They bought their own equipment and paid monthly dues to help the league cover expenses such as rink rentals and travel. They spent nine or more hours a week practicing and were expected to spend at least another six hours a week on chores such as marketing, maintaining the league website, putting out a newsletter, and scheduling practices. They had bruises everywhere. In Blood on the Flat Track, a 2007 documentary film about the league, skaters spoke of their injuries with a mixture of pride and amusement. Howe, an all-star who was among those featured in the film, broke one collarbone during the 2008 season and broke the other one just before the 2009 season.
Offsetting the sacrifices and physical pain was a sense of empowerment. "Women don't usually have a chance to work out this kind of aggression," said Schmitz, captain of the Throttle Rockets. "Sports in general is very male-dominated, and this is something we can call our own. We skate hard and we hit hard and we can be very aggressive, but at the same time we can still be sexy and we can be flirty and we can have fun" (Broom, October 10, 2005).
Bumps on the Track
Powered by healthy ticket sales, the league was making money in 2007. A centerpiece photo on the front page of the August 17 Seattle Post-Intelligencer captured the sport’s rebel image. It showed the Throttle Rockets' "Betty Ford Galaxy" skating toward the camera, her face painted with bold jagged lines, her tongue out, her hands palms up in front of her, with a middle finger extended. The league was flying high and full of swagger. Then came some bumps on the track.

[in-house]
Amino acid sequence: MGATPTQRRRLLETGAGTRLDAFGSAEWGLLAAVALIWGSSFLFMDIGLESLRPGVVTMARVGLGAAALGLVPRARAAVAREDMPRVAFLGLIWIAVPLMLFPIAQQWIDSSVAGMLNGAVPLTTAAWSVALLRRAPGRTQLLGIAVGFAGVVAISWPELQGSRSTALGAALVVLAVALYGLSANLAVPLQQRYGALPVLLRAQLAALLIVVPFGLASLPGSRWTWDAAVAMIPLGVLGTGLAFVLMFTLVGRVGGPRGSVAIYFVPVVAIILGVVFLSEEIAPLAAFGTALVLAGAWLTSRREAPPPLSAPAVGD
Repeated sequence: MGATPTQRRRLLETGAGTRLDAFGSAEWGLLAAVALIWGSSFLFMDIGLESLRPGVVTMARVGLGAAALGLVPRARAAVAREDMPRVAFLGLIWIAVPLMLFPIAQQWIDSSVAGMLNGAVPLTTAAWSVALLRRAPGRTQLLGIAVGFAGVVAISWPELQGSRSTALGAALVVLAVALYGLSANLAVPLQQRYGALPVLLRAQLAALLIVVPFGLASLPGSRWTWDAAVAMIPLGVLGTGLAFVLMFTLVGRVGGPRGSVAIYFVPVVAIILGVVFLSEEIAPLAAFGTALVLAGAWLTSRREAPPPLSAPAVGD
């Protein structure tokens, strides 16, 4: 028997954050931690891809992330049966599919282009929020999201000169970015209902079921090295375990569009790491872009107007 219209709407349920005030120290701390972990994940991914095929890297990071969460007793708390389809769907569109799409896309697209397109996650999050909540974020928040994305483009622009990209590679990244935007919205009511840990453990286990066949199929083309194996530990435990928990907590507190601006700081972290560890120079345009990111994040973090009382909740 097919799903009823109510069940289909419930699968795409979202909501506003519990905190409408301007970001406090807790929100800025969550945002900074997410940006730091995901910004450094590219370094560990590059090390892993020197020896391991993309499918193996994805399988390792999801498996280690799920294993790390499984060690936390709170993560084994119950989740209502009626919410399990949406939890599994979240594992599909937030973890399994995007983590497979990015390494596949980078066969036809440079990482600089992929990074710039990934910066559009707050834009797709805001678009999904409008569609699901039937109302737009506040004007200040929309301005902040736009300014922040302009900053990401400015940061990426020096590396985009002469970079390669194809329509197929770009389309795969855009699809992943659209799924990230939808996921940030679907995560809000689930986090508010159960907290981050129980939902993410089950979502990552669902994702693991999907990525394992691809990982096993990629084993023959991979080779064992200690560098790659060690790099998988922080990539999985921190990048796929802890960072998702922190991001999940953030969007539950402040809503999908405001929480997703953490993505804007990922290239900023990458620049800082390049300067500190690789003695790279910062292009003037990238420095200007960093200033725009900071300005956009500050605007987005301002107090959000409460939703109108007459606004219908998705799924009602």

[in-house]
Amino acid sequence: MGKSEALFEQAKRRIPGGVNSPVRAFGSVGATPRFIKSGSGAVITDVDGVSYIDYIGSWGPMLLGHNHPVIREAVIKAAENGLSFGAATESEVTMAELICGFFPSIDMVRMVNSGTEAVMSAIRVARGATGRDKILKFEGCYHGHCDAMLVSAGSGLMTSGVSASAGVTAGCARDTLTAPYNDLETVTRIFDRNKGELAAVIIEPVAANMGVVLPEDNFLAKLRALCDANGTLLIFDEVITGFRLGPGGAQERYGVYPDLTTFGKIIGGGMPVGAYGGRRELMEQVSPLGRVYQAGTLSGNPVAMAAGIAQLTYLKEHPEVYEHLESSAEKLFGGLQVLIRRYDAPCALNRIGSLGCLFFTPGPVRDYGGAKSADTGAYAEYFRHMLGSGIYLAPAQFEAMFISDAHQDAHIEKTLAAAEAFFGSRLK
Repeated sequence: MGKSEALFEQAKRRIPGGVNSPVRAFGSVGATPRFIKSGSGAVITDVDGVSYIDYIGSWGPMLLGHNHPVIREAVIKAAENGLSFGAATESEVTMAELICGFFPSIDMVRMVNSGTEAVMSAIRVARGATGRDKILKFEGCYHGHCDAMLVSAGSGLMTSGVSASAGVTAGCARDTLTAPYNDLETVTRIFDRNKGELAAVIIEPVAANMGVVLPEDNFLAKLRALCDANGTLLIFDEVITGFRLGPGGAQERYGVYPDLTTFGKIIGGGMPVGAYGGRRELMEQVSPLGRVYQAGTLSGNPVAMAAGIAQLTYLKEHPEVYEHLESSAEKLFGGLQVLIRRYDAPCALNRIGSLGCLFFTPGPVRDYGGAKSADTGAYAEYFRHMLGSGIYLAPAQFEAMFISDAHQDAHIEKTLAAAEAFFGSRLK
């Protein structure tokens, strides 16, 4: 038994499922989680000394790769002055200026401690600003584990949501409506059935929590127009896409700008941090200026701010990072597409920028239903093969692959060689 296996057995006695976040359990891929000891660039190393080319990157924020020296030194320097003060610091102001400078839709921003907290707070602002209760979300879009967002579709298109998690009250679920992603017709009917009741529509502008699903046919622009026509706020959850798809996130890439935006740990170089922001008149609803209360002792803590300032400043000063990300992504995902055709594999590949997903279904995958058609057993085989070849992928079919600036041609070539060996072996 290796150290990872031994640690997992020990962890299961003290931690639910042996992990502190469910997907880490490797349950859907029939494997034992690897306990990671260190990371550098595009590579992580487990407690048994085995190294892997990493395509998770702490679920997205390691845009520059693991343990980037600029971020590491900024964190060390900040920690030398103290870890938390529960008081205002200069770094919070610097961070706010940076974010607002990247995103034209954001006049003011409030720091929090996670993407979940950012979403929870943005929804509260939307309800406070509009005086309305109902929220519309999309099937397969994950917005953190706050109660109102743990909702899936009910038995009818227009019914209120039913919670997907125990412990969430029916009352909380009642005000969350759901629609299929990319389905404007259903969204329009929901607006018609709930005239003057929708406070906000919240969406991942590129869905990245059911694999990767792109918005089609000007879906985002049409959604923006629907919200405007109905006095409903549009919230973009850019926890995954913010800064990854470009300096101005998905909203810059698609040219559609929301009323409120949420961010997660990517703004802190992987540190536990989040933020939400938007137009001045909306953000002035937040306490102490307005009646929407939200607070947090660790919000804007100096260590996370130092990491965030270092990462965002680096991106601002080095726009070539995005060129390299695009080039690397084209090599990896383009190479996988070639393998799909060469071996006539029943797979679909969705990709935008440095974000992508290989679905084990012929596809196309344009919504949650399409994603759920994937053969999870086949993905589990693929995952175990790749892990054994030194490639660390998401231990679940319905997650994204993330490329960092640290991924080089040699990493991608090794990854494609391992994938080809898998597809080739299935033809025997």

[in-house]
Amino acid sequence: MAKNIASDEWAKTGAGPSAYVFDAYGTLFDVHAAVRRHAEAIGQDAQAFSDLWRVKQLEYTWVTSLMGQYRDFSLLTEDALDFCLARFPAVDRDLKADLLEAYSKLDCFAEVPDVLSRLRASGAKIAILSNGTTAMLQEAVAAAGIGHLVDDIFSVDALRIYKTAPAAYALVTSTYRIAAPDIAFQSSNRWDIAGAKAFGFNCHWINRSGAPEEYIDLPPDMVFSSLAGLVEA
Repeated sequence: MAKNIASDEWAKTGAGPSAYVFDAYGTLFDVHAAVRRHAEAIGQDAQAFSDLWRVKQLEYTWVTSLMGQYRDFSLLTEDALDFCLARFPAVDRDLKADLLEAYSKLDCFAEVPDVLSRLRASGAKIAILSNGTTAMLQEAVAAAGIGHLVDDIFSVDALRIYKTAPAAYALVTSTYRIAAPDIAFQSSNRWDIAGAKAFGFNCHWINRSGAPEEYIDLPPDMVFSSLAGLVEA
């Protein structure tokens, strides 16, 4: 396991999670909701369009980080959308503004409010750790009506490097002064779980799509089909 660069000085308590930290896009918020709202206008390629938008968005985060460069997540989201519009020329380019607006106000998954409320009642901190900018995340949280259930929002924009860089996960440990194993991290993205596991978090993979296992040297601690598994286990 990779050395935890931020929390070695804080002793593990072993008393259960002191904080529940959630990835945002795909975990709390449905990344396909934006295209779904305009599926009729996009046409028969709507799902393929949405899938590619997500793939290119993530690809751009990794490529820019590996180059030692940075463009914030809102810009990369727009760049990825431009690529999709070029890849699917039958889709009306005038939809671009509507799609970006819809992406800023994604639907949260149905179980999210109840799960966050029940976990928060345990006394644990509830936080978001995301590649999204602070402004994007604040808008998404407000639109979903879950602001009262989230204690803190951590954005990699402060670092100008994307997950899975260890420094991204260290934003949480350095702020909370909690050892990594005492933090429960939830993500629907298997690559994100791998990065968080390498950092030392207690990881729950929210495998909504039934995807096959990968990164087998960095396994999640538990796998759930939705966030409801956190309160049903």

After the 2007 season, the Rollergirls were forced to leave their beloved Hangar 27 because the building, which was owned by Seattle Parks and Recreation, was privatized. Rat City bouts were moved to Magnuson Park’s Hangar 30, starting with Rust Riot, an eight-team Northwest tournament on February 2, 2008, followed by the season’s first regular-season bout on March 22. Hangar 30 was about half the size of Hangar 27, so the move meant regularly turning away fans. Hangar 30 also had a much smaller no-alcohol area, so fewer families and youth skaters could attend. The league had developed three age-group leagues for girls -- Tootsie Rollers, ages 6-8; Derby Brats, 8-14; and Galaxy Girls, 14-17. With a growing fan and skater base, Rat City Rollergirls needed a bigger venue.